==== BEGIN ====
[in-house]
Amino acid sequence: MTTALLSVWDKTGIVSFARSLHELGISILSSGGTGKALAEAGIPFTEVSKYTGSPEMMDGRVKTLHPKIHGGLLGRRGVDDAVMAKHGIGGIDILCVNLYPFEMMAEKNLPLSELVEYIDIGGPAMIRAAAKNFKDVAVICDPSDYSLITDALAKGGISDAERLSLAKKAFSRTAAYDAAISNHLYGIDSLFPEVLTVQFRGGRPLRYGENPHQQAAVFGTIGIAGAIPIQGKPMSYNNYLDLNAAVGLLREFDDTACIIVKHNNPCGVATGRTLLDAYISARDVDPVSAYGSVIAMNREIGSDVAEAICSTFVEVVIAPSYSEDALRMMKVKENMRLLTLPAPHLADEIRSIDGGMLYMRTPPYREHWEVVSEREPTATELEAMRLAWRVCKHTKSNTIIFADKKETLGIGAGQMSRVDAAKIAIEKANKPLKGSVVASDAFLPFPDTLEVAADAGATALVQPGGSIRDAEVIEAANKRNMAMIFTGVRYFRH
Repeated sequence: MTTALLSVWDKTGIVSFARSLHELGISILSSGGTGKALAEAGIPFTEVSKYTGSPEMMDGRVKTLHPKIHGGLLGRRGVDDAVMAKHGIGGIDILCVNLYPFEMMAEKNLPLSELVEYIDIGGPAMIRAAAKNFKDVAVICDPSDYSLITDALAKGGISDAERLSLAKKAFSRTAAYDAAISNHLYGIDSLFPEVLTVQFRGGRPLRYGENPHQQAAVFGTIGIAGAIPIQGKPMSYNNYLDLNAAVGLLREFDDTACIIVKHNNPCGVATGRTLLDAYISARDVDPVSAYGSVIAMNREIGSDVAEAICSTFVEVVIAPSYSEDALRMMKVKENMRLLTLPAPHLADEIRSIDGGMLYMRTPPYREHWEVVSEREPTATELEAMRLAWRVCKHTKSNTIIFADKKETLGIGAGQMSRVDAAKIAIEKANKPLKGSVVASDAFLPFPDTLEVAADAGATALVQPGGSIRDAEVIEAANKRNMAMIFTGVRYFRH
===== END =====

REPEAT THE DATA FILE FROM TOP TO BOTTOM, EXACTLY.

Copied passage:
[in-house]
Amino acid sequence: MTTALLSVWDKTGIVSFARSLHELGISILSSGGTGKALAEAGIPFTEVSKYTGSPEMMDGRVKTLHPKIHGGLLGRRGVDDAVMAKHGIGGIDILCVNLYPFEMMAEKNLPLSELVEYIDIGGPAMIRAAAKNFKDVAVICDPSDYSLITDALAKGGISDAERLSLAKKAFSRTAAYDAAISNHLYGIDSLFPEVLTVQFRGGRPLRYGENPHQQAAVFGTIGIAGAIPIQGKPMSYNNYLDLNAAVGLLREFDDTACIIVKHNNPCGVATGRTLLDAYISARDVDPVSAYGSVIAMNREIGSDVAEAICSTFVEVVIAPSYSEDALRMMKVKENMRLLTLPAPHLADEIRSIDGGMLYMRTPPYREHWEVVSEREPTATELEAMRLAWRVCKHTKSNTIIFADKKETLGIGAGQMSRVDAAKIAIEKANKPLKGSVVASDAFLPFPDTLEVAADAGATALVQPGGSIRDAEVIEAANKRNMAMIFTGVRYFRH
Repeated sequence: MTTALLSVWDKTGIVSFARSLHELGISILSSGGTGKALAEAGIPFTEVSKYTGSPEMMDGRVKTLHPKIHGGLLGRRGVDDAVMAKHGIGGIDILCVNLYPFEMMAEKNLPLSELVEYIDIGGPAMIRAAAKNFKDVAVICDPSDYSLITDALAKGGISDAERLSLAKKAFSRTAAYDAAISNHLYGIDSLFPEVLTVQFRGGRPLRYGENPHQQAAVFGTIGIAGAIPIQGKPMSYNNYLDLNAAVGLLREFDDTACIIVKHNNPCGVATGRTLLDAYISARDVDPVSAYGSVIAMNREIGSDVAEAICSTFVEVVIAPSYSEDALRMMKVKENMRLLTLPAPHLADEIRSIDGGMLYMRTPPYREHWEVVSEREPTATELEAMRLAWRVCKHTKSNTIIFADKKETLGIGAGQMSRVDAAKIAIEKANKPLKGSVVASDAFLPFPDTLEVAADAGATALVQPGGSIRDAEVIEAANKRNMAMIFTGVRYFRH